CCN meeting | Tanya Wen (Duke University, USA)

18-11-2021 from 15:00 to 16:00

Transfer of learned cognitive flexibility to novel stimuli and task sets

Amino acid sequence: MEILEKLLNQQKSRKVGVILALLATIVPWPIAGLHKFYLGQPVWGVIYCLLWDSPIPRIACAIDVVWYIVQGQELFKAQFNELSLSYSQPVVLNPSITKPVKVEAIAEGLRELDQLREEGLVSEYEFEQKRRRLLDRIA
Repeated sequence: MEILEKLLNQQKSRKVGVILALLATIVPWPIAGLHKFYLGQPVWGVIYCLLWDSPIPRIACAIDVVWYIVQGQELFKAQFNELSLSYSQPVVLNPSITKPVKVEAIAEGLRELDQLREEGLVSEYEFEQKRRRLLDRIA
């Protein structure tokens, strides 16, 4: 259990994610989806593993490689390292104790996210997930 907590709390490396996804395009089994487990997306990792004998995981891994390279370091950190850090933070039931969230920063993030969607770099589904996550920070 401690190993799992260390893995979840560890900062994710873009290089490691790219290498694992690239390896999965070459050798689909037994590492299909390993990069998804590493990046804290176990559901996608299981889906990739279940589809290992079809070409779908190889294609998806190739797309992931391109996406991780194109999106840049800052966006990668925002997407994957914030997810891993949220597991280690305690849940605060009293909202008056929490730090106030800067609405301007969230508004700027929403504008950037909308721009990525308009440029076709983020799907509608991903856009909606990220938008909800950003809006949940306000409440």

Adaptive behavior requires learning about the structure of the environment to derive optimal action policies, and previous studies have documented transfer of such structural knowledge to bias choices in new environments. Here, we asked whether people could also acquire and transfer more abstract knowledge across different task environments, in particular, expectations about demands on cognitive control. Over three experiments, participants performed a probabilistic card-sorting task in environments of either a low or high volatility of task rule changes (requiring low or high cognitive flexibility) before transitioning to a medium-volatility environment. Using reinforcement learning modeling, we consistently found that previous exposure to high task rule volatility led to faster adaptation to rule changes in the subsequent transfer phase. This transfer of expectations about demands on cognitive flexibility was both task- (Experiment 2) and stimulus- (Experiment 3) independent, thus demonstrating the formation and generalization of environmental structure knowledge to guide cognitive control.